How athletes can learn to control their focus and handle distractions
Coaches and athletes spend countless hours improving technique and looking for ways to enhance performance during a game. In addition to the physical side of the game, coaches need to help athletes also develop the mental side of their game. Learning how to control your focus and deal with distractions is a key part of playing at your best in any sport. This can include both internal distractions and external distractions that pop up during a game. Internal distractions might include nerves, worries, doubts, or even positive things like hopes, dreams, and ambitions. External distractions may include crowd noise, weather conditions, refs, bad calls, and opposing players.
When athletes talk about being "in the zone," they refer to a mental state of complete and utter focus. In this state, all external distractions disappear, and the athlete only focuses on the task at hand. This is a simplistic view of a complex state of mind, but everyone would agree that allowing distractions to enter your mind while playing a sport is a surefire way to decrease your performance. Developing a plan for this is essential to help athletes overcome distractions and balance everything that is demanded of them in today's game.
The next question athletes usually have for me is, "but what if I always seem to lose focus during competition?" Research shows that athletes can improve this skill by practicing these skills and learning how to ignore outside distractions going on around them. The ability to focus is not something that some athletes are born with, similarly having trouble concentrating is not something you always have to be stuck with. Just like anything else in life, the more you practice this task of balance in your mind between what needs you attention and what should be ignored, the more your performance will improve.
Be aware of what you are focusing on
Right now, you are not paying attention to what the bottom of your feet feels like because your brain does not think that is important. If our brains paid attention to every single thing that we could see, touch, feel, taste, or hear, we would be completely overwhelmed all the time. In the field of sports psychology they refer to this as filtering, or being able to prioritize many things going on around us that could cause an individual to become distracted. This process of filtering goes on all the time, and a lot of the time, our brains do a pretty decent job of helping us make sense of the world and prioritize what is going on around us. As we go through life we develop and tweak this hierarchy of importance that will help us improve our performance in a game or match.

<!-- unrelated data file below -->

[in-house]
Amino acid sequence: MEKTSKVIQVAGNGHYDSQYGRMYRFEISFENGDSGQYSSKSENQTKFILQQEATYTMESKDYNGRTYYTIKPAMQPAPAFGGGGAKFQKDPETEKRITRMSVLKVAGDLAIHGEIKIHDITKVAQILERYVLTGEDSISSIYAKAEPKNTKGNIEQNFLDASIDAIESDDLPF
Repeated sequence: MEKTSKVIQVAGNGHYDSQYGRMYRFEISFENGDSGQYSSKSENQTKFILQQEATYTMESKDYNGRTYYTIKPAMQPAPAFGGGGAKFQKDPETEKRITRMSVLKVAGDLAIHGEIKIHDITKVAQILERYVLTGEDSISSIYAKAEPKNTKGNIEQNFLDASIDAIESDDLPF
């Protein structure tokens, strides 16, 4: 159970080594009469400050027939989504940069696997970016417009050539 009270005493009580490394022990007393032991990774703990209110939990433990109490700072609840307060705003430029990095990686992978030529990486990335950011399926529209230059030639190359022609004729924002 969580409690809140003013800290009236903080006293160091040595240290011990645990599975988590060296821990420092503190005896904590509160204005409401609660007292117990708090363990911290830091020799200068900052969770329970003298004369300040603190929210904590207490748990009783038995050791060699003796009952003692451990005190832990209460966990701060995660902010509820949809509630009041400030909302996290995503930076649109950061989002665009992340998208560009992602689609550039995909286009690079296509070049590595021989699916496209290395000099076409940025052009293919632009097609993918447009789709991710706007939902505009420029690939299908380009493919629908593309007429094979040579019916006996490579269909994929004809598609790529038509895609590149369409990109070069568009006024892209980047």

Usually, this process happens constantly and seamlessly every single day. However, when high-pressure situations arise, this can cause the process to get out of whack. If we over-focus on things that we cannot control, past events, worry about what could happen in the future, what other people might think of us, think about how good the other team is, wondering if we will win the game, etc., we can quickly find ourselves in a place where we are distracted. Just like our example with you not paying attention to what the bottom of your feet feel like, if you wiggle your toes, suddenly, your brain is paying attention to that. Why? Because you have directed intentional thought to the bottom of your feet. Before taking back control of our focus during competition, we must first be aware of what it is we are focused on (or are not focusing on) during competition.
Here is a free worksheet that will give you the resources we cover throughout the rest of this article:
Action Step #1 - What do you focus on during competition?
If you printed off the free worksheet, #1 gives you some space to write down the things you often find yourself focused on or thinking about during competition. Write out your list and try to be thorough as possible. What has distracted you in the past? What has caused your performance during games to suffer the most?